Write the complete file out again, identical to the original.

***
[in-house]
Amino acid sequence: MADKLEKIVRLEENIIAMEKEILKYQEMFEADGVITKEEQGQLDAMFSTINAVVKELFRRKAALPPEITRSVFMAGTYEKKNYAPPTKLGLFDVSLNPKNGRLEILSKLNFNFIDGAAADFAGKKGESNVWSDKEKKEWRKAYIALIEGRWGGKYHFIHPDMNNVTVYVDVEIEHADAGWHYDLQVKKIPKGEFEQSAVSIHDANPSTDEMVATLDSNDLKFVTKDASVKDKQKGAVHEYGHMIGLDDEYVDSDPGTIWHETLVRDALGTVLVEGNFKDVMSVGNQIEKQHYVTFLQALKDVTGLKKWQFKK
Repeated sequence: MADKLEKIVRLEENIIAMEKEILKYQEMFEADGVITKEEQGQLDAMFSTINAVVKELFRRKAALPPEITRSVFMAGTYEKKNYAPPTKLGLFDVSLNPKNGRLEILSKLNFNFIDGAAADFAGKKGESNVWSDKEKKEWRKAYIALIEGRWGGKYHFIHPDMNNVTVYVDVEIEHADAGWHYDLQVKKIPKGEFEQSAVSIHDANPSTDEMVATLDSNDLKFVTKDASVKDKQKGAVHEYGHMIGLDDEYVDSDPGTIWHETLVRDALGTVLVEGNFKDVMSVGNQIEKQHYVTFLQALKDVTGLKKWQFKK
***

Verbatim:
[in-house]
Amino acid sequence: MADKLEKIVRLEENIIAMEKEILKYQEMFEADGVITKEEQGQLDAMFSTINAVVKELFRRKAALPPEITRSVFMAGTYEKKNYAPPTKLGLFDVSLNPKNGRLEILSKLNFNFIDGAAADFAGKKGESNVWSDKEKKEWRKAYIALIEGRWGGKYHFIHPDMNNVTVYVDVEIEHADAGWHYDLQVKKIPKGEFEQSAVSIHDANPSTDEMVATLDSNDLKFVTKDASVKDKQKGAVHEYGHMIGLDDEYVDSDPGTIWHETLVRDALGTVLVEGNFKDVMSVGNQIEKQHYVTFLQALKDVTGLKKWQFKK
Repeated sequence: MADKLEKIVRLEENIIAMEKEILKYQEMFEADGVITKEEQGQLDAMFSTINAVVKELFRRKAALPPEITRSVFMAGTYEKKNYAPPTKLGLFDVSLNPKNGRLEILSKLNFNFIDGAAADFAGKKGESNVWSDKEKKEWRKAYIALIEGRWGGKYHFIHPDMNNVTVYVDVEIEHADAGWHYDLQVKKIPKGEFEQSAVSIHDANPSTDEMVATLDSNDLKFVTKDASVKDKQKGAVHEYGHMIGLDDEYVDSDPGTIWHETLVRDALGTVLVEGNFKDVMSVGNQIEKQHYVTFLQALKDVTGLKKWQFKK